With these long intended comments, I leave this book to the many readers whose wants a new edition is meant to supply. I may say in conclusion that I should have been less eager to alter, correct, and explain if it were not that in schools and colleges Hugh Wynne has been and is still used in a variety of ways so that the example of accuracy and a definition of its desirable extent in historic fiction becomes in some sense a literary duty.


August, 1908.

<p>INTRODUCTORY</p><br />

It is now many years since I began these memoirs. I wrote fully a third of them, and then put them aside, having found increasing difficulties as I went on with my task. These arose out of the constant need to use the first person in a narrative of adventure and incidents which chiefly concern the writer, even though it involve also the fortunes of many in all ranks of life. Having no gift in the way of composition, I knew not how to supply or set forth what was outside of my own knowledge, nor how to pretend to that marvellous insight, as to motives and thoughts, which they affect who write books of fiction. This has always seemed to me absurd, and so artificial that, with my fashion of mind, I have never been able to enjoy such works nor agreeably to accept their claim to such privilege of insight. In a memoir meant for my descendants, it was fitting and desirable that I should at times speak of my own appearance, and, if possible, of how I seemed as child or man to others. This, I found, I did not incline to do, even when I myself knew what had been thought of me by friend or foe. And so, as I said, I set the task aside, with no desire to take it up again.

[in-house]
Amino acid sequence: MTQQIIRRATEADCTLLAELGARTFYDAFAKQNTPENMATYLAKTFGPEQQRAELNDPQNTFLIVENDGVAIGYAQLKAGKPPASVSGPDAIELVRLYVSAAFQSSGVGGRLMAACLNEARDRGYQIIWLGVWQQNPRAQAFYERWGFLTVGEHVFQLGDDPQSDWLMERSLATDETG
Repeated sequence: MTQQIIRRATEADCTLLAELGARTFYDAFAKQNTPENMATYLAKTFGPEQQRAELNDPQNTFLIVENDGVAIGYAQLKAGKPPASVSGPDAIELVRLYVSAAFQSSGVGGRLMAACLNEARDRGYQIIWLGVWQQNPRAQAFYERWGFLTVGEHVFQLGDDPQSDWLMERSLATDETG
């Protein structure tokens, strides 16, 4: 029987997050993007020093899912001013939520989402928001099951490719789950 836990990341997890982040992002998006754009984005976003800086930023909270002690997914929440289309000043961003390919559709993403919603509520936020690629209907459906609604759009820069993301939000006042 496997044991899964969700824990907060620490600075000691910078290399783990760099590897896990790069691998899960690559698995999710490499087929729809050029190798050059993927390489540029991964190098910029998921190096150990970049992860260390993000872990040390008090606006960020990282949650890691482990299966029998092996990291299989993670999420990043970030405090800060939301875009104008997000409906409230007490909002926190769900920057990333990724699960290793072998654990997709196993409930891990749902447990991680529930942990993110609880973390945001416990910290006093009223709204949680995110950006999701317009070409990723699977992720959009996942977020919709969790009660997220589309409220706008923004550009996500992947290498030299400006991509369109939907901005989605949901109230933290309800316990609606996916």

Some years later my friend, John Warder, died, leaving to my son, his namesake, an ample estate, and to me all his books, papers, plate, and wines. Locked in a desk, I found a diary, begun when a lad, and kept, with more or less care, during several years of the great war. It contained also recollections of our youthful days, and was very full here and there of thoughts, comments, and descriptions concerning events of the time, and of people whom we both had known. It told of me much that I could not otherwise have willingly set down, even if the matter had appeared to me as it did to him, which was not always the case; also my friend chanced to have been present at scenes which deeply concerned me, but which, without his careful setting forth, would never have come to my knowledge.